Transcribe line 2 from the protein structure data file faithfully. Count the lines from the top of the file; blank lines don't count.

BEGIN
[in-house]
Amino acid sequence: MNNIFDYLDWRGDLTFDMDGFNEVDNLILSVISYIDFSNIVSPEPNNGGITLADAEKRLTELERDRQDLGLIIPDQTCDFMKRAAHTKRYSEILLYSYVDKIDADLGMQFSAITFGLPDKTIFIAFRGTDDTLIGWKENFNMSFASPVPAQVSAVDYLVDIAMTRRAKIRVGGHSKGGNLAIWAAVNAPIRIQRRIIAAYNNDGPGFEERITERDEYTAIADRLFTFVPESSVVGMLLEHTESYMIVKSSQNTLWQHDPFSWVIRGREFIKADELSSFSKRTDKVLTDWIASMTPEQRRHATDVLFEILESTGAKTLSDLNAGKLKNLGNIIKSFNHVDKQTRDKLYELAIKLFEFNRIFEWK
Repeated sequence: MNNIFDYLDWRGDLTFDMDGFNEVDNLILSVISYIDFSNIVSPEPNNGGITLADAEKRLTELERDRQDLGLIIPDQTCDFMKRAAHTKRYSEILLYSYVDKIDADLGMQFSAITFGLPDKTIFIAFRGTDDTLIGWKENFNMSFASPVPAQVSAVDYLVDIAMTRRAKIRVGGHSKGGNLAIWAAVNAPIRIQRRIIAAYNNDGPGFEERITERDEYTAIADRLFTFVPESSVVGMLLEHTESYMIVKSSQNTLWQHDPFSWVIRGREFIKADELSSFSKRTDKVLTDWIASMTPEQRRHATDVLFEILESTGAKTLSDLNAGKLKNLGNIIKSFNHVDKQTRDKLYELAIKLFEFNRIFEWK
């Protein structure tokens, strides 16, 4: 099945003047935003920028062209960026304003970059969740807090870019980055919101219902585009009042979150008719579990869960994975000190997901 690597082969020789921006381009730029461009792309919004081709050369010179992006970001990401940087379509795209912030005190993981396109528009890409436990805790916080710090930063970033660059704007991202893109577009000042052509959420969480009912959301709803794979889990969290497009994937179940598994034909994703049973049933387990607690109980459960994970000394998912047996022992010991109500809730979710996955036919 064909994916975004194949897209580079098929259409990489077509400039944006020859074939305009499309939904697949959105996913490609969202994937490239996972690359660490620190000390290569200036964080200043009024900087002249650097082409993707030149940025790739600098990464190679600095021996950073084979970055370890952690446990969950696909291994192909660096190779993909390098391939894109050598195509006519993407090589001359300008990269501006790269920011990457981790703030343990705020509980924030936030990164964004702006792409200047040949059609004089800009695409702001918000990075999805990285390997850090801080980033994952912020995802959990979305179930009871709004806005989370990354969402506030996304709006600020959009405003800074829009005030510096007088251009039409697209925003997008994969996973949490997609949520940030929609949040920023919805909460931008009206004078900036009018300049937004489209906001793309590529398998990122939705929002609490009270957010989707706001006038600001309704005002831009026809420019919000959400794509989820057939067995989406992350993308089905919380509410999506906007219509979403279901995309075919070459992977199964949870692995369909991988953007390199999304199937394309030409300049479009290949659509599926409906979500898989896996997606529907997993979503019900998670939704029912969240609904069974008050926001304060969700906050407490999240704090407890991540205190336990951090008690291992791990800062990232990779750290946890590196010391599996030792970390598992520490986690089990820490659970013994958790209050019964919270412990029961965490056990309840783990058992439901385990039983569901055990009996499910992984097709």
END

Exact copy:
Amino acid sequence: MNNIFDYLDWRGDLTFDMDGFNEVDNLILSVISYIDFSNIVSPEPNNGGITLADAEKRLTELERDRQDLGLIIPDQTCDFMKRAAHTKRYSEILLYSYVDKIDADLGMQFSAITFGLPDKTIFIAFRGTDDTLIGWKENFNMSFASPVPAQVSAVDYLVDIAMTRRAKIRVGGHSKGGNLAIWAAVNAPIRIQRRIIAAYNNDGPGFEERITERDEYTAIADRLFTFVPESSVVGMLLEHTESYMIVKSSQNTLWQHDPFSWVIRGREFIKADELSSFSKRTDKVLTDWIASMTPEQRRHATDVLFEILESTGAKTLSDLNAGKLKNLGNIIKSFNHVDKQTRDKLYELAIKLFEFNRIFEWK